‘Passports’ they demanded.
‘Who are you?’ demanded Paul in return. ‘Your uniform doesn’t look real, I’m not letting you take my passport!’
I groaned, ‘Paul, don’t be difficult, they’re obviously the real deal.’
They examined the passports carefully and relayed the details to an unknown accomplice on the other end of the phone then sat back to wait.
‘Is there a problem?’ we asked innocently.
‘Wait, wait,’ came the reply.
After half an hour fidgeting in the sun we found out what we were waiting for as another white SUV pulled up and two more men emerged. One was smartly dressed in black trousers and a pristine white shirt; the other sported a large beard and was wearing traditional Islamic dress. They conferred with the local police and examined our passports for a short while before approaching us.
The fat man with bad shoes had been quizzing me for what seemed like hours when he had a flash of inspiration. ‘You… are Muslim?’
I mumbled a no.
‘Are you a Christian?’
Now, this is where one should nod one’s head vigorously, saying yes in as many languages as one knows and dropping to one’s knees and reciting passages from the Bible. This is because, to Muslims, Christians are men ‘of the book’ and are generally respected.
I considered diving into an in-depth rhetoric about my Catholic upbringing, its lapsed status (once a Catholic, always a Catholic?) and what this means in the theological landscape of modern Britain. However, this just ended up congealing into a simple, ‘No’.
At exactly the same time the skinny guy started to get in his pick-up with our passports. He needed to photocopy them back at the base but I was not allowed there for security reasons. A Benny-Hill-like farce then unfolded as he tried to leave, and I refused to let him go.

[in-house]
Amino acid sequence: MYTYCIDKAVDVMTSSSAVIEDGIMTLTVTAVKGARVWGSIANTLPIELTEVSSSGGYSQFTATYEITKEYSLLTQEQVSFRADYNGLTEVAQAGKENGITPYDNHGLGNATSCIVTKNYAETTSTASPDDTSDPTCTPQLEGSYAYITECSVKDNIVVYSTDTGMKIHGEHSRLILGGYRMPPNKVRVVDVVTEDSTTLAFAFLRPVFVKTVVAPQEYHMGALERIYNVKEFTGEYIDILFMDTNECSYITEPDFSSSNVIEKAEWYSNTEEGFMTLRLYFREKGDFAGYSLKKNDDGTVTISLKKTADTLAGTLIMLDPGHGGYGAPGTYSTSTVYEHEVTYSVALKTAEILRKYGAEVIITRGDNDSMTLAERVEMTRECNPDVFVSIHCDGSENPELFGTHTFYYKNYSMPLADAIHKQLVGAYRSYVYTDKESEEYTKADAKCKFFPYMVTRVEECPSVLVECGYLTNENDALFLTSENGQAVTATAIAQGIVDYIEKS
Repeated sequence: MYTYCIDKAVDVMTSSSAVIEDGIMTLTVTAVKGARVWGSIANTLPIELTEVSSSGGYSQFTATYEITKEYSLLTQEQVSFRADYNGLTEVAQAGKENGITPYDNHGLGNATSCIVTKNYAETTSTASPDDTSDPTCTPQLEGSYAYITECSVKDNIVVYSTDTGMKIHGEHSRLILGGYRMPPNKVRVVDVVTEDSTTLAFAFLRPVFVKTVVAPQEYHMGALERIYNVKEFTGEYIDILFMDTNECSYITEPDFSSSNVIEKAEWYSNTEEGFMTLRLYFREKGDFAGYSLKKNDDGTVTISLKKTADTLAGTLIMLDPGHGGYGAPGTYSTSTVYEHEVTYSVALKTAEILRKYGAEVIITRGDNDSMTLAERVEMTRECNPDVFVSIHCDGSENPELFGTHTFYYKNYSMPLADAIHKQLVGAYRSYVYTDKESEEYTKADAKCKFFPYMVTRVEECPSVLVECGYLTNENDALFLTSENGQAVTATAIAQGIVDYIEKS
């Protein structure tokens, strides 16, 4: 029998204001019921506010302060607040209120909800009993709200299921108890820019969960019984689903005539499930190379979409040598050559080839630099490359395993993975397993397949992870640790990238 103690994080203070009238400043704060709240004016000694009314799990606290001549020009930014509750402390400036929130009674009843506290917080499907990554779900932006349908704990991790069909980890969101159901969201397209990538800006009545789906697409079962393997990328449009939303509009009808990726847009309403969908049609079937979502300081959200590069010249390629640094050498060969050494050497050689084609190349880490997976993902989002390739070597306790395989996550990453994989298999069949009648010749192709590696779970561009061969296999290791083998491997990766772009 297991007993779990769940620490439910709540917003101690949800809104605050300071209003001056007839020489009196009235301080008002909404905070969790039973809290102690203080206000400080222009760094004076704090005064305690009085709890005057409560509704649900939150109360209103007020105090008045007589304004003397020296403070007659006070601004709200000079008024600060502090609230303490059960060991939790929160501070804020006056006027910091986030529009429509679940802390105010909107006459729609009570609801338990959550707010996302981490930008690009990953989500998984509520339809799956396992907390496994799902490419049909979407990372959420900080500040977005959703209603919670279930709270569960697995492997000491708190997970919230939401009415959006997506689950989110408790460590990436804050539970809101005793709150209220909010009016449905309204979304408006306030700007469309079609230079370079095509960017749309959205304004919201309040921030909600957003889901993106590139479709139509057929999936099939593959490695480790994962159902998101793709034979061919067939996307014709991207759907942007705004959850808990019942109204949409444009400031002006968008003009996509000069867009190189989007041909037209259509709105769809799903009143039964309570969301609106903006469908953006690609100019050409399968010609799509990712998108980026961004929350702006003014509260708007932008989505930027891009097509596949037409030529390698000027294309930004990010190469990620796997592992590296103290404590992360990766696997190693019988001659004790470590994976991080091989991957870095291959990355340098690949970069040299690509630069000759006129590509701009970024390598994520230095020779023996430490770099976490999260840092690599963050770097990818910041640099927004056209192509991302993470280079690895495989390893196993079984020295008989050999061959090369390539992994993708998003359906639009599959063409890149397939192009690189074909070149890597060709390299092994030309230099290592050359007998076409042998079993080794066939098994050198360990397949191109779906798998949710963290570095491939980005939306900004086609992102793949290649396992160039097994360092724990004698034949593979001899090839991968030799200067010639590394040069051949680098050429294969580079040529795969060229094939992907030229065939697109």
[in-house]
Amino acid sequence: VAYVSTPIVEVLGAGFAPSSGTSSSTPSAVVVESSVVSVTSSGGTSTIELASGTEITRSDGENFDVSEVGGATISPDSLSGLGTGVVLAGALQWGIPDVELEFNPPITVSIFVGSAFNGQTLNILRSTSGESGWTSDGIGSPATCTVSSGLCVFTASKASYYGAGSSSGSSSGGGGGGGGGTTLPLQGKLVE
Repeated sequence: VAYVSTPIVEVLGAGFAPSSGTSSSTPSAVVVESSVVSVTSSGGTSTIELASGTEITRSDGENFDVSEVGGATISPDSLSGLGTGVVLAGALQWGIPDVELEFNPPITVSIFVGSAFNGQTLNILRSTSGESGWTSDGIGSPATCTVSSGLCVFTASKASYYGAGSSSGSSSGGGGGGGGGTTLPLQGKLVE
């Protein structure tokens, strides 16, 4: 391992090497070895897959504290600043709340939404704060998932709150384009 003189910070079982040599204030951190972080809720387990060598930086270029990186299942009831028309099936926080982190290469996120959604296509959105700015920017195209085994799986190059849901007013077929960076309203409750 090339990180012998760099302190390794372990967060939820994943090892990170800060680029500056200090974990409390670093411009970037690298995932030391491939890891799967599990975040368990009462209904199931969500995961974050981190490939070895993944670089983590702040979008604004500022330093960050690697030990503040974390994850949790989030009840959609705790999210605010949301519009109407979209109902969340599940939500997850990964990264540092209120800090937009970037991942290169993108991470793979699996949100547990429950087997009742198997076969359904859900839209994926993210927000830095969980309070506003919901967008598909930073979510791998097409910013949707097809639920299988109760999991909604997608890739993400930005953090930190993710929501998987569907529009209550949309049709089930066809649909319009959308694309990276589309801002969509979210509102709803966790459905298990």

He would get in the pick-up, so would I.
He would step out, so would I.
He would get back in, closely followed by me playing dumb.
He would try to tell me, again and again, that I couldn’t come. Each time I would hedge my bets by addressing a different eye, telling him in no uncertain terms that I was not leaving our passports. Eventually, after much deliberation, it was established that they could photocopy the passports at a service station and that I could come too.
I climbed into the blissfully air-conditioned pickup with him and the two of us made off across the desert, leaving the lads to sweat in the now fully risen sun with the remaining secret police.
This left Leigh and me with a confused pair of secret policemen and a whole new raft of questions. If Paul was not Christian then surely he must be Jewish, they reasoned. And if he was Jewish then surely he must be Israeli. And if he was Israeli then surely he must be a spy.
For the next fifteen minutes we tried to explain that Paul was not Jewish or Israeli or a spy. In the end the subject was changed by the discovery of our Carnet de Passage document, which had the words ‘Ex: Israel – Kenya – Iraq – Lebanon’ in large letters on the back, to show the four countries our car passport excluded. The secret policeman’s English was a little weak, but even to a good English speaker, the subtle ‘Ex:’ on the top of the Carnet could have been easily be missed.
‘Ah-hah, so you have been to Israel, yes?’
Cue an hour of arguments under the beating sun assuring the police that no, Paul was still not Jewish, and no, we had not been to Israel, and, most importantly, no, we were most definitely not Israeli spies.
While this was going on, I sat in a service station drying off in air-conditioning, drinking an apple-flavoured non-alcoholic German beer and eating dates with a pretty Iranian girl. My would-be-accountant guardian proved that there is a desk job somewhere in Tehran that is wasted on someone else, as he diligently photocopied every single page of all of our passports.